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Ask Dr. Michael Salkin Your Own Question

Dr. Michael Salkin
Dr. Michael Salkin, Veterinarian
Category: Vet
Satisfied Customers: 25187
Experience:  University of California at Davis graduate veterinarian with 44 years of experience.
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I have three cats. One of them bullies one of them they

Customer Question

Hi
I have three cats. One of them bullies one of them they are all females. Bully (Frankie) was in this home before Dodo, who is a rescue cat. Frankie is ok with the other cat (Mimi).
Frankie and Dodo have never gotten on but at the moment it is really bad and poor Dodo gets beaten up everyday. I have started separating them! I never feed them in the same area and each have their own area to sleep. However Frankie has now started to sleep on Dodos cat tree! I push her off but when I'm not home she will be in it when I get back! My question is and if you don't have any other solutions! Should I take Frankie out of the home for a few weeks and then reintroduce them? This would give Dodo time to relax and take over the house for a while. Reintroducing by keeping Frankie in the front room but feeding them on opposite sides of the door so that they can smell each other. Stroking them with the same sock and then reintroducing them Frankie first in a cage in the same room etc. Do you think this would work? I'm at my wits end and don't want to get rid of any of them!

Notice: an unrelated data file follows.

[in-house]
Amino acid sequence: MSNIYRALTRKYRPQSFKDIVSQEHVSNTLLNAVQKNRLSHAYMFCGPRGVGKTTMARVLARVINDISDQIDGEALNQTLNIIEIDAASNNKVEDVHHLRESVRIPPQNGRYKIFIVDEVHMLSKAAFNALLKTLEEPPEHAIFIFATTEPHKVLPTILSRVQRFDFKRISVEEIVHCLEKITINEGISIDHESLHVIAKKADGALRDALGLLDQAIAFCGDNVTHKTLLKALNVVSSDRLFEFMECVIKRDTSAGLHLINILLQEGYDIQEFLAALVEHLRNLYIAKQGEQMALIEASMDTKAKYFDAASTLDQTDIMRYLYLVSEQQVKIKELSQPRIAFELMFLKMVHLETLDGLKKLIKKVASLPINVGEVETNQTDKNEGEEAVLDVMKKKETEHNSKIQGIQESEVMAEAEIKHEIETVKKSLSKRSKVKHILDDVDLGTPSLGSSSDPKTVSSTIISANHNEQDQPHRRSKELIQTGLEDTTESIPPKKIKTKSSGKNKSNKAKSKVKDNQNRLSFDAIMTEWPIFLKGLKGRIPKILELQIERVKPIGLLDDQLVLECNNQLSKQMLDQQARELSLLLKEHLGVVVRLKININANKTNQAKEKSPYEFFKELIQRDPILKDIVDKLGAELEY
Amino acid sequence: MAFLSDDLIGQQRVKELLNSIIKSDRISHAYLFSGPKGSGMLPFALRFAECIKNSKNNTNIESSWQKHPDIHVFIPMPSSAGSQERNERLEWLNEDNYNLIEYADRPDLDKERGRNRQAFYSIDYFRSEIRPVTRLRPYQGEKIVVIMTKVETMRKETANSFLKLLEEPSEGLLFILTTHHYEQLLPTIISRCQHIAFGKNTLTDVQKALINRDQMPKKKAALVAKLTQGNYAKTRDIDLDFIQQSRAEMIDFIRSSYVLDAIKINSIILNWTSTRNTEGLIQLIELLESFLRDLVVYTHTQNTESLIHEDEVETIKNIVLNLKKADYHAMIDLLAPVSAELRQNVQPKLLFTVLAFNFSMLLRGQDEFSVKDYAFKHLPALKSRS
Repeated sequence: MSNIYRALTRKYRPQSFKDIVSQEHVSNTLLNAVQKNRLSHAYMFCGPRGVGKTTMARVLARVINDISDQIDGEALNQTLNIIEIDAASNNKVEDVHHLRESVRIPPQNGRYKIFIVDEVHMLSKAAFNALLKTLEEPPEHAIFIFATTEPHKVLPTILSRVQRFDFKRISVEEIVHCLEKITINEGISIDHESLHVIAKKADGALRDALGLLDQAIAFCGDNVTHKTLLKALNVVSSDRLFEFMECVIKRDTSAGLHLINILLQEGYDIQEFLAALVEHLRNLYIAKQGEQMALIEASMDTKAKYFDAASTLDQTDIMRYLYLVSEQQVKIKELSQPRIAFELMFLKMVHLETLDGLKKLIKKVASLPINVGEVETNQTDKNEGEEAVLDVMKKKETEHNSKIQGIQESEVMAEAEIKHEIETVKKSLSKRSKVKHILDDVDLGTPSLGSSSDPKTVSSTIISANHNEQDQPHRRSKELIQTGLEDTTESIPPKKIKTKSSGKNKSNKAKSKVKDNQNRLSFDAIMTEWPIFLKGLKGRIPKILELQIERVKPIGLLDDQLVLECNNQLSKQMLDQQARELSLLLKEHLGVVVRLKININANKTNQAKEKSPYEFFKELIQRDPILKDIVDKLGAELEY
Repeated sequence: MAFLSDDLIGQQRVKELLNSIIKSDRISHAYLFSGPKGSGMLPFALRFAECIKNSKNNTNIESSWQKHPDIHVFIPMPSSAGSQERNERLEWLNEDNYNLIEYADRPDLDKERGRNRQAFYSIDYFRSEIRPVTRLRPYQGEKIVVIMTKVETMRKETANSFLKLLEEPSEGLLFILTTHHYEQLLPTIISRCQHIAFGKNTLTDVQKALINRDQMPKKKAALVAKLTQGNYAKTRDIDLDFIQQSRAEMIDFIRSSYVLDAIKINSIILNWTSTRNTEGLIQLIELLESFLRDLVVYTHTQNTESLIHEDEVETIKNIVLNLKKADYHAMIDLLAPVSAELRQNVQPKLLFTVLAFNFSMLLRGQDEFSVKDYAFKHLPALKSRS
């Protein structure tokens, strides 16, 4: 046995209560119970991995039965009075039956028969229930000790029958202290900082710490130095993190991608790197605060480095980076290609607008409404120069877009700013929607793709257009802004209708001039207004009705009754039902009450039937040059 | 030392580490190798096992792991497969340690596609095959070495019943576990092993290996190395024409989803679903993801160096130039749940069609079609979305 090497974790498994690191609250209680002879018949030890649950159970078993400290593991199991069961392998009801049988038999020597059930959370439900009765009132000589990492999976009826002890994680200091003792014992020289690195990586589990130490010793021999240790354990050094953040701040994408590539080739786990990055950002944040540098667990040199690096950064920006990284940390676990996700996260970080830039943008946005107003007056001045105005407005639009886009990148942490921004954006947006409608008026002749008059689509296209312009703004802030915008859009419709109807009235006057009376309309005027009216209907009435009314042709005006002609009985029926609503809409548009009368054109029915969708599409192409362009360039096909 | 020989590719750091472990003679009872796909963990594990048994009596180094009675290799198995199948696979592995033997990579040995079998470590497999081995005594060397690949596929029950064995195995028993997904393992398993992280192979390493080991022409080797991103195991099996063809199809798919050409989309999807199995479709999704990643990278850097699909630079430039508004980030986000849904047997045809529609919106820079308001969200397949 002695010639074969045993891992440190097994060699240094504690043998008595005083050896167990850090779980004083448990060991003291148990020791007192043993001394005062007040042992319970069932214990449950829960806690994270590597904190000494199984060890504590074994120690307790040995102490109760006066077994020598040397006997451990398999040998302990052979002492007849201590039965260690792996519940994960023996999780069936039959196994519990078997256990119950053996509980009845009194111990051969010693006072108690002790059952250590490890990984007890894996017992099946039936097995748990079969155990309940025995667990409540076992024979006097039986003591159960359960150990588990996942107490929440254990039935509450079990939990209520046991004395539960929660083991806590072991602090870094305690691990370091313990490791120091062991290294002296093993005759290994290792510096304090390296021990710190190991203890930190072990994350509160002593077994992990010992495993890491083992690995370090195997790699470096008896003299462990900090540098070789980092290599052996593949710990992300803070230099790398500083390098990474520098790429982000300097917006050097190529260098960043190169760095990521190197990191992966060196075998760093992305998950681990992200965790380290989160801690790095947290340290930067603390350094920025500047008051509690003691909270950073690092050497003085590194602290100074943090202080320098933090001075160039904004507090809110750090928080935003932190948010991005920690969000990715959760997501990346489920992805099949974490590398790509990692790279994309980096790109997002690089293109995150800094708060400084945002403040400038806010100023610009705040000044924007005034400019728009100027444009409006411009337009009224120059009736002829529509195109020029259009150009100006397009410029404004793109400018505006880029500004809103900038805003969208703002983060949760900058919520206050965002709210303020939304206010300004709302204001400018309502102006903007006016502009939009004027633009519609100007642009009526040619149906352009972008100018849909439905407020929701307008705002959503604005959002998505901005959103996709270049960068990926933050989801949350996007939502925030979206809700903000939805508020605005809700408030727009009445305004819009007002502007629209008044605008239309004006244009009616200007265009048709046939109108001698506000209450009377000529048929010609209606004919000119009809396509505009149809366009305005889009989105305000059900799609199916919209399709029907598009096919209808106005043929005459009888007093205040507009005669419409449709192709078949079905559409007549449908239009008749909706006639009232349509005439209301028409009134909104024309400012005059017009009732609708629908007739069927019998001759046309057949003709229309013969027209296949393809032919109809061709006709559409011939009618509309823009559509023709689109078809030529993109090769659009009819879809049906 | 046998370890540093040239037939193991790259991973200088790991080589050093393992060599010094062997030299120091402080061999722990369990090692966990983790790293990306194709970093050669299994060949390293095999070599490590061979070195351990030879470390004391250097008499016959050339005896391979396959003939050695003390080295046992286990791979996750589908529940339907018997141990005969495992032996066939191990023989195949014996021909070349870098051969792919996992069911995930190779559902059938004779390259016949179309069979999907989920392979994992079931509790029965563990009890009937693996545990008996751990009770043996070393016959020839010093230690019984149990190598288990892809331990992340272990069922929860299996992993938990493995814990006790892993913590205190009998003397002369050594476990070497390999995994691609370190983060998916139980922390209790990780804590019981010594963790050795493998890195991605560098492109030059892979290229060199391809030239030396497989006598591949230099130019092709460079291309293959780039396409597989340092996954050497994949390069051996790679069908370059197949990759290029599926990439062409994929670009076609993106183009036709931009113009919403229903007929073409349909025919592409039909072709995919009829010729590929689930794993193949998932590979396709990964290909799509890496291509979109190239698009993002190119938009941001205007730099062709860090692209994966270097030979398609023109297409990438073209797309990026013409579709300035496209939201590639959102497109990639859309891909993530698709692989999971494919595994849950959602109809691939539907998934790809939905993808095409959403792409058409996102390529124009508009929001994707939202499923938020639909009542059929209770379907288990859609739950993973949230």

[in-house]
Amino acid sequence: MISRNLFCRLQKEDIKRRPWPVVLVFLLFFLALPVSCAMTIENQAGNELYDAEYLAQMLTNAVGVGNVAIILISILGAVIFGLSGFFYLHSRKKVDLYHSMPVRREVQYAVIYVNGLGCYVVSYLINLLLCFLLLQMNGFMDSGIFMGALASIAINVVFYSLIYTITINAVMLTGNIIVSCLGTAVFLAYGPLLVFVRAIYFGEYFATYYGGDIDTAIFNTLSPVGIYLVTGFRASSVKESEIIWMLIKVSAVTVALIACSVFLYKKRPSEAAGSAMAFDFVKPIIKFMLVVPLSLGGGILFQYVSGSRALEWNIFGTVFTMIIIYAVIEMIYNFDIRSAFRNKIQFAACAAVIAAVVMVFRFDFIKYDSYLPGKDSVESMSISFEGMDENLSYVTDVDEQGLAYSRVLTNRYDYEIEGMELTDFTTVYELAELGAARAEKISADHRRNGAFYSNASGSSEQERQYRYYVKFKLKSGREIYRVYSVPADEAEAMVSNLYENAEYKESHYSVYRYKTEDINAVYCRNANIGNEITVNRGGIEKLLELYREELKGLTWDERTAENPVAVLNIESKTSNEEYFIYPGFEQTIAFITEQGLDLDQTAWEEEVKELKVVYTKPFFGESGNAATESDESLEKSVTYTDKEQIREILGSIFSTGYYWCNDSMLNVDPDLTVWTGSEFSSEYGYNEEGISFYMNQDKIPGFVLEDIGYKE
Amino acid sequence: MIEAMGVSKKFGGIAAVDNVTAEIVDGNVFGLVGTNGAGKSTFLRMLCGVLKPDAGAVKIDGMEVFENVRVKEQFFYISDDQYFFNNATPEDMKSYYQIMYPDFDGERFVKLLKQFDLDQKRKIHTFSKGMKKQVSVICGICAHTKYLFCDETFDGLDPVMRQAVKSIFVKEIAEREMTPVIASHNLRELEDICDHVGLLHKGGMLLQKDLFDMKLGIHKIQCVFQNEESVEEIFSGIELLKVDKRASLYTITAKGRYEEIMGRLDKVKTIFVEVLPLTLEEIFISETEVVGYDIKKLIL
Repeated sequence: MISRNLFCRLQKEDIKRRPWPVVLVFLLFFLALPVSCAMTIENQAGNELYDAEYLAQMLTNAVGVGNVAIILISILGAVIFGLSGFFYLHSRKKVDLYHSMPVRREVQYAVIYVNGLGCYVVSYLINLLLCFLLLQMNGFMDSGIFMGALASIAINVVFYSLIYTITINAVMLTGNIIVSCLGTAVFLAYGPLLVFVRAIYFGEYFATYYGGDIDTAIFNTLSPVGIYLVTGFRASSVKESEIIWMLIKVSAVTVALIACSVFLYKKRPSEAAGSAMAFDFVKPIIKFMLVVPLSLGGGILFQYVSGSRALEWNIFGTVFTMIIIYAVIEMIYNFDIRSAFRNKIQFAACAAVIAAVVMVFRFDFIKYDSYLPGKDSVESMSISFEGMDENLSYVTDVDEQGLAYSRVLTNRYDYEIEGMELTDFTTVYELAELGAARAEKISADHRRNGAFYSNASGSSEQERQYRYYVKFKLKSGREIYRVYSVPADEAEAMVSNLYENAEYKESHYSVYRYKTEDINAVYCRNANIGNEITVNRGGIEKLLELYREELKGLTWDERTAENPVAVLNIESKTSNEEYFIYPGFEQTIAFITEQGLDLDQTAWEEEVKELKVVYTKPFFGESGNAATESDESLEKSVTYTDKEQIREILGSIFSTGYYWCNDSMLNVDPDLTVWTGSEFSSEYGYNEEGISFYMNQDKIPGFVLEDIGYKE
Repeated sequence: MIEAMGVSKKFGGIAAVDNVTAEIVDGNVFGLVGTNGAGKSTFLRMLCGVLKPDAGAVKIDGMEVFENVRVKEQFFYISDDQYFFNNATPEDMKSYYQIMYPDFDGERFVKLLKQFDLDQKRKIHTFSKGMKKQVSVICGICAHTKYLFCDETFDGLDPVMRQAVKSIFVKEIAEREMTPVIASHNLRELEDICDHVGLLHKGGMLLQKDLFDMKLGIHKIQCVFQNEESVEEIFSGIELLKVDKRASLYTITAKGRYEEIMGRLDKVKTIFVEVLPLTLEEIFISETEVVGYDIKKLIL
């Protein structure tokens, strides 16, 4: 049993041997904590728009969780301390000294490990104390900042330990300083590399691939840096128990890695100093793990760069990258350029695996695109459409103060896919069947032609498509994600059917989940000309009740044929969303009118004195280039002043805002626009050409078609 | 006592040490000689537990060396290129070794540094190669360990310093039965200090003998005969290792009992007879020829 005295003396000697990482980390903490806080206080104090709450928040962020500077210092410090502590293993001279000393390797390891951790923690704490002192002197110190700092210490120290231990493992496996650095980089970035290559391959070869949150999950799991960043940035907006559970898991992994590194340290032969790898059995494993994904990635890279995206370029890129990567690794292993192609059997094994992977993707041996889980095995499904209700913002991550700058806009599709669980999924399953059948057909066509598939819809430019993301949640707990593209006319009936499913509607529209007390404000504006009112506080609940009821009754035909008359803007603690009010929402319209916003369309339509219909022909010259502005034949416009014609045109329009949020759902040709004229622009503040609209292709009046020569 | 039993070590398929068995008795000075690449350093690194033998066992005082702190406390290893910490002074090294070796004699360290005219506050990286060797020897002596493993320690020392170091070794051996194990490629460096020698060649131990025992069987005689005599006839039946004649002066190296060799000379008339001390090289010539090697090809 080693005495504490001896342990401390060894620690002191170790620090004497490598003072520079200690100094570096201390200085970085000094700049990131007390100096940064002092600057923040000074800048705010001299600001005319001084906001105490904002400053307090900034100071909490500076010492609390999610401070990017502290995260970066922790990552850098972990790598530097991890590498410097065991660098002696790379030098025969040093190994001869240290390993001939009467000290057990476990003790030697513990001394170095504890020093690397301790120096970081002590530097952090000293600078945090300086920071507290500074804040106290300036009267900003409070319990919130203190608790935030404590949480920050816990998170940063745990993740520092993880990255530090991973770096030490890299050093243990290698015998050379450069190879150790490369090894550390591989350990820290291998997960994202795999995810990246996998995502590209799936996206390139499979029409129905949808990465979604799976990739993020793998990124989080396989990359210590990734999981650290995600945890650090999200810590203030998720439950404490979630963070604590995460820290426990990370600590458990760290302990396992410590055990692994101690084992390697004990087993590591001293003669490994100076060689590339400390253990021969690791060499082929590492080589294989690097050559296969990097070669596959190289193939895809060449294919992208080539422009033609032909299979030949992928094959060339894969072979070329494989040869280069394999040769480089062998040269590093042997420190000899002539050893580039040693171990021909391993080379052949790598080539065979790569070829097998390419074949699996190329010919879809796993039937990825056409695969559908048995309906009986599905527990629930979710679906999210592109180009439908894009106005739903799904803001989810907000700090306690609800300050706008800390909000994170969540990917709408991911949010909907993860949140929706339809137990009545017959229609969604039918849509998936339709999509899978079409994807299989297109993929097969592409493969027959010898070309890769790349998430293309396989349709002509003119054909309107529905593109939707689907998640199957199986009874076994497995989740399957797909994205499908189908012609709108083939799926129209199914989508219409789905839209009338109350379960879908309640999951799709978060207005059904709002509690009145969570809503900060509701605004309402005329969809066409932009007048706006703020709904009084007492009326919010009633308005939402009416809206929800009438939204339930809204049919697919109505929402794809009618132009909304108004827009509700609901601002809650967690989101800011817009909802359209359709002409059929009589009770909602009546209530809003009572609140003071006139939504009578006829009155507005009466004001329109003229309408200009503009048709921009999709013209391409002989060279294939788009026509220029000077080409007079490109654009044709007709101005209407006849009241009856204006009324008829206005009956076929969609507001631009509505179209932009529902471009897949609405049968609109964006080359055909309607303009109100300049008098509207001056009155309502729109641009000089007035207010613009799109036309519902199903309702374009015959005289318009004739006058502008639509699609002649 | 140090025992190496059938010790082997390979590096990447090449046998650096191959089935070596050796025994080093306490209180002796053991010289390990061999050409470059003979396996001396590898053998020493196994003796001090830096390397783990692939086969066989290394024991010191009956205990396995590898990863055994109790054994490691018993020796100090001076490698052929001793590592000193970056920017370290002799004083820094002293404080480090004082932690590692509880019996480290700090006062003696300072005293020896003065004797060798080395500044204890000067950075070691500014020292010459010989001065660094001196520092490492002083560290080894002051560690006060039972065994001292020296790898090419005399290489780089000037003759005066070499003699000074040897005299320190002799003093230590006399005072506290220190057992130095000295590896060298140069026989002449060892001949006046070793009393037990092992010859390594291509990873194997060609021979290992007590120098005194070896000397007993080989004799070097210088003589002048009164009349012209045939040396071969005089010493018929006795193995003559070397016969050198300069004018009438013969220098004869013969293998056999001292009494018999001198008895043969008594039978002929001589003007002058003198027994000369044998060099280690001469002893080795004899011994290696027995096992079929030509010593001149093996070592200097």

Thoughts?
Submitted: 11 months ago.
Category: Vet
Expert:  Dr. Michael Salkin replied 11 months ago.